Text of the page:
The year 2016 was bad, for so many reasons, not the least of which was the loss of both David Bowie and Prince. The year 2017 may have been worse; we lost Pat DiNizio of the Smithereens, Malcolm Young of AC/DC, Lil Peep and Fats Domino, among others.
But 2017 sucked because we lost Tom Petty.
Looking up at the cold majesty of the milky way, you can imagine Bowie or Prince descending from that cosmic firmament (truth be told, it’s just as easy to imagine them swimming up from the murky depths of the ocean). There was something otherworldly about these diminutive musicians, some cat-like combination of aloofness and extravagant egotism.
While these rocketmen fell out of orbit, Tom Petty, Florida’s organically grown, farm-to-stadium troubadour, sprang from the endless acreage of well-tilled soil that is American rock and roll, a seedling in the mud and muck of the ’60s, a sapling in the hash haze of the ’70s, resplendent with a harvest of hits in the ’80s, and he continued to grow, becoming a towering musical forest unto himself for nearly three more decades.
In a culture full of artifice, Petty retained an authenticity that made his appeal nearly universal. When he died, websites as diverse as The Huffington Post and Breitbart published articles celebrating Petty’s musical output and his beneficent humanity. Breitbart.com called him an “unpretentious musical icon.”
Shortly after his death, Petty’s daughter wrote on Instagram: “This is real American Art made from the roots of real people who deeply love life.”
Tom Petty showed us that even our day-to-day drudgery is the stuff from which dreams are made and that the division between our waking world and the magical realm of our unconscious is a semi-permeable membrane that we can slip through any time we want, “a freeway running through the yard.”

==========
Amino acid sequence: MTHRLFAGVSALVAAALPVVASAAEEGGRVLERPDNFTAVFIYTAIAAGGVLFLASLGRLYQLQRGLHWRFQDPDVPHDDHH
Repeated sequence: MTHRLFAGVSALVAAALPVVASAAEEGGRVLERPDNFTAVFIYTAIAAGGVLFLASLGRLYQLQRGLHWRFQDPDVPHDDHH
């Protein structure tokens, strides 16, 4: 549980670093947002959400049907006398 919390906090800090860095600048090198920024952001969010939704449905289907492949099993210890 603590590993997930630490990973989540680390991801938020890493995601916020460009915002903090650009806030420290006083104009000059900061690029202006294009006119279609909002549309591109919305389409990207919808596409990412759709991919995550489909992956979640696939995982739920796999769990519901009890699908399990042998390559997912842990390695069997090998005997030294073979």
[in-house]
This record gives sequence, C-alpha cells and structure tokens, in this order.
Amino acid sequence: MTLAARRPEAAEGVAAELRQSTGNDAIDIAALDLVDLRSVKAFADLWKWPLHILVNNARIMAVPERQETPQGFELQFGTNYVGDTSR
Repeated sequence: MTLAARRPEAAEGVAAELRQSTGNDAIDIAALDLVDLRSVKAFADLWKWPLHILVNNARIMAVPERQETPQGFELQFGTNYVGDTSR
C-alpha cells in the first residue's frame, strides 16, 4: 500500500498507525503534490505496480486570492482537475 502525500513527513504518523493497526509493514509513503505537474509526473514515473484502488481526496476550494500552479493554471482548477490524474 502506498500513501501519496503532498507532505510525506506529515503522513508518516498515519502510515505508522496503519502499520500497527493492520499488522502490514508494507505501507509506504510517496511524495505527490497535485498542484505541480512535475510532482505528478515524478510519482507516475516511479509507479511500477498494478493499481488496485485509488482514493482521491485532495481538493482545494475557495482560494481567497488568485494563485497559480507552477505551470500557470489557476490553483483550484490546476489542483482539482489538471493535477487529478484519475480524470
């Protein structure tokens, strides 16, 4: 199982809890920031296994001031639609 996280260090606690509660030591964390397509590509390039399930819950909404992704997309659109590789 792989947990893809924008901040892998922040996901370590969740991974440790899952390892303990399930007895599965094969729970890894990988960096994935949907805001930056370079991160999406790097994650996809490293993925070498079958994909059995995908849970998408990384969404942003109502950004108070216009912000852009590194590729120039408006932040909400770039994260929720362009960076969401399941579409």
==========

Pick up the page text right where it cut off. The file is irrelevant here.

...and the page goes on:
Petty rode a tidal wave of stardom with zen-like detachment, an old soul’s knowledge that most things we worry about never happen anyway. And yet the music that exploded out of that skinny blonde attested to the oceanic pull of our emotions and to the wonders and horrors of our world.
Petty used simple language and major chords to capture the complexity of what we’re up against, and in doing so, he helped tame some of the poetic excesses of rock and roll, strip it of its leather-bound pretension and return it to snug denim. Petty showed us we don’t need a thesaurus to describe the pain of existence. The most painful word in the English language is “because.”
Because your parents didn’t treat you right.
Because someone didn’t love you back.
Because good love is hard to find.
While some rockers with a lot less money go baroque forging an elaborate red carpet identity, Petty seemed content to be the guy putting gas in his Prius at the truck stop. There was something unassuming and humble about him; you can hear it in the music. And there was a touch of sadness, a melancholy to remind us that life is a dark ride and that we’ve all been kicked around some.
But another part of Petty’s authenticity is that any listener can tell he loves rock and roll and can hear his sincere belief that rock and roll can save us, that we don’t have to live like refugees. We simply have to slip through that membrane into that dream world with moonlit rides and good girls with broken hearts, we have to free fall out into nothing and leave this world for a while.
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